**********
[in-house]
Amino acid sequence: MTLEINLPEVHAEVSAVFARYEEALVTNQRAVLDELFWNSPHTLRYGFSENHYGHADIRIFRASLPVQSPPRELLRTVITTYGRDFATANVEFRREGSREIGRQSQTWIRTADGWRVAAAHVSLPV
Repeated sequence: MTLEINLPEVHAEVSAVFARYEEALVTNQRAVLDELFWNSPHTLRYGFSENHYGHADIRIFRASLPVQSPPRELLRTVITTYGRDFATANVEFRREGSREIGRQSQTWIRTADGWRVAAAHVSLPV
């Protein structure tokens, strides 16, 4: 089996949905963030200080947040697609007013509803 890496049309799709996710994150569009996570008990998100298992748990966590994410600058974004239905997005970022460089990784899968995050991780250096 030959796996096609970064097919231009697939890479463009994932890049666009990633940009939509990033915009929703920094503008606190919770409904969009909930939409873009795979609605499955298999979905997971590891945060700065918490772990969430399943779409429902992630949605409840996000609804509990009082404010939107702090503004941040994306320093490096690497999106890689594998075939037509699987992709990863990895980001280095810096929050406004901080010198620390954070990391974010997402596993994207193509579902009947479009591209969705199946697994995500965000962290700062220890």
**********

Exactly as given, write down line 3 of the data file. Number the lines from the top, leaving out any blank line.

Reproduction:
Repeated sequence: MTLEINLPEVHAEVSAVFARYEEALVTNQRAVLDELFWNSPHTLRYGFSENHYGHADIRIFRASLPVQSPPRELLRTVITTYGRDFATANVEFRREGSREIGRQSQTWIRTADGWRVAAAHVSLPV